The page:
Skip to main content
Find a DoctorGet Care Now
Skip to main content
Search icon magnifying glass








Flu Prevention for Seniors and When to Get the Flu Shot

senior flu shot

Every year, the flu season can be a dangerous time for seniors. A change to the immune system or underlying health conditions puts seniors at risk for developing more severe cases of influenza, leading to complications or even death.

High-Dose Vaccines

Mithil Choksey MD, medical director for the Division of Geriatrics at Bridgeport Hospital, recommends patients of all ages get a flu shot and patients 65 and older should consider a high-dose flu vaccine.

“Our geriatric patients have a reduced ability to mount a strong response against the influenza virus and other infections due to age-related changes in the immune system,” said Dr. Choksey. “The high dose quadrivalent vaccine contains four times the antigen as the standard dose flu vaccines which helps generate a more robust immune response in the elderly.”

Caregivers should also get their flu shot as soon as possible. Talk to your doctor before getting the shot if you have a known allergy to the shot, if you’re acutely sick or immunosuppressed.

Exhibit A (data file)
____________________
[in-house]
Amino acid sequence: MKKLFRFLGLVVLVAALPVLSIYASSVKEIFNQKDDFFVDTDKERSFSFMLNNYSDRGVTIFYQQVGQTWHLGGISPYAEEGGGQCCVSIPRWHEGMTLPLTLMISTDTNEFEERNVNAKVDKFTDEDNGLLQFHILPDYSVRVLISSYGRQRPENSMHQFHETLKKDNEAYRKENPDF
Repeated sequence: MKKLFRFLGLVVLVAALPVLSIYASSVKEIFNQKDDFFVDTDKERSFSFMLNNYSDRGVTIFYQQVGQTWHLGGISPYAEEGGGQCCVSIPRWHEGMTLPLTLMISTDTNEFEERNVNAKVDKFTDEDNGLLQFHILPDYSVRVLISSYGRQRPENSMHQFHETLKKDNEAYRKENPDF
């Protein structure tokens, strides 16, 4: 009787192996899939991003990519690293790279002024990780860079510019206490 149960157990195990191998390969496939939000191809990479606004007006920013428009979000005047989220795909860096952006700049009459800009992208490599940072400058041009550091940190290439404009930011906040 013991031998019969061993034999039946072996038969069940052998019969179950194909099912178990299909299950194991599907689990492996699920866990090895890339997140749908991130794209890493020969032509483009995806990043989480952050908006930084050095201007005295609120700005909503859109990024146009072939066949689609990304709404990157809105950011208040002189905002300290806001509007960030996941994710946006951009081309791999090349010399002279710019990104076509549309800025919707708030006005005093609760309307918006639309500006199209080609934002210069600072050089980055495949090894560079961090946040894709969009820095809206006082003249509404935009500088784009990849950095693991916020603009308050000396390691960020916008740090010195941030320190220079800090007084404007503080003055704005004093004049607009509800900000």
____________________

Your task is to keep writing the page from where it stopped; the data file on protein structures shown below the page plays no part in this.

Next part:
Flu Symptoms in Seniors

Classic flu symptoms include fever, chills and muscle pains. However older patients are less likely to present with these symptoms. Geriatric patients present with more nonspecific signs such as weakness, dizziness, confusion, loss of appetite and the exacerbation of underlying chronic diseases such as heart failure.

If an older patient has a fever, they should call their doctor right away.

“The greatest clinical benefit of antivirals is noted if treatment is started within 48 hours of symptoms, so I would encourage our seniors not to delay getting tested and call their provider promptly if they feel unwell during this season,” said Dr. Choksey.

If seniors are not eating or drinking, experiencing shortness of breath or experience a change in mental status, they should seek emergency help.

Flu Prevention

In addition to getting the flu shot, Dr. Choksey stresses the importance of proper prevention measures. Wash hands for at least 20 seconds with soap and water or use a hand sanitizer with at least 60% alcohol after being in public places during flu season. Maintain a safe distance from others who are not feeling well and stay home if you get sick. Studies have also shown wearing masks especially in crowded or enclosed spaces can help prevent the spread of respiratory illnesses.

Just as important as avoiding illness is living a healthy lifestyle. Seniors can help boost their immune response by staying hydrated, getting regular exercise and managing stress.